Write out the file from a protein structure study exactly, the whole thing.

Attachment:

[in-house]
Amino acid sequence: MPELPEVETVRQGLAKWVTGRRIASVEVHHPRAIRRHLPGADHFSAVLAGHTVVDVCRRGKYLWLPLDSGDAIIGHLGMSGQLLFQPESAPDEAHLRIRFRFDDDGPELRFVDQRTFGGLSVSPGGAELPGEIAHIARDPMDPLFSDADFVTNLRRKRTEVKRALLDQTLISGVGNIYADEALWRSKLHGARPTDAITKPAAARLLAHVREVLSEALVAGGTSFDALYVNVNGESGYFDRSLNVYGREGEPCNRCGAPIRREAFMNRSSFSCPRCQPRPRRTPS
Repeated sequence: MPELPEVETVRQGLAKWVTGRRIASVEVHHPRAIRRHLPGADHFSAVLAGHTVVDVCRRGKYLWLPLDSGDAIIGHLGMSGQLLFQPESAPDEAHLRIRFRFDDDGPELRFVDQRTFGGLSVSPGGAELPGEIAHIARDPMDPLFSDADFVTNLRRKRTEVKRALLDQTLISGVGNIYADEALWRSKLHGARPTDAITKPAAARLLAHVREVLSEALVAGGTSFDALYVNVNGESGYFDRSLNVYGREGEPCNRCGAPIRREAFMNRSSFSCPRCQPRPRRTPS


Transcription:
[in-house]
Amino acid sequence: MPELPEVETVRQGLAKWVTGRRIASVEVHHPRAIRRHLPGADHFSAVLAGHTVVDVCRRGKYLWLPLDSGDAIIGHLGMSGQLLFQPESAPDEAHLRIRFRFDDDGPELRFVDQRTFGGLSVSPGGAELPGEIAHIARDPMDPLFSDADFVTNLRRKRTEVKRALLDQTLISGVGNIYADEALWRSKLHGARPTDAITKPAAARLLAHVREVLSEALVAGGTSFDALYVNVNGESGYFDRSLNVYGREGEPCNRCGAPIRREAFMNRSSFSCPRCQPRPRRTPS
Repeated sequence: MPELPEVETVRQGLAKWVTGRRIASVEVHHPRAIRRHLPGADHFSAVLAGHTVVDVCRRGKYLWLPLDSGDAIIGHLGMSGQLLFQPESAPDEAHLRIRFRFDDDGPELRFVDQRTFGGLSVSPGGAELPGEIAHIARDPMDPLFSDADFVTNLRRKRTEVKRALLDQTLISGVGNIYADEALWRSKLHGARPTDAITKPAAARLLAHVREVLSEALVAGGTSFDALYVNVNGESGYFDRSLNVYGREGEPCNRCGAPIRREAFMNRSSFSCPRCQPRPRRTPS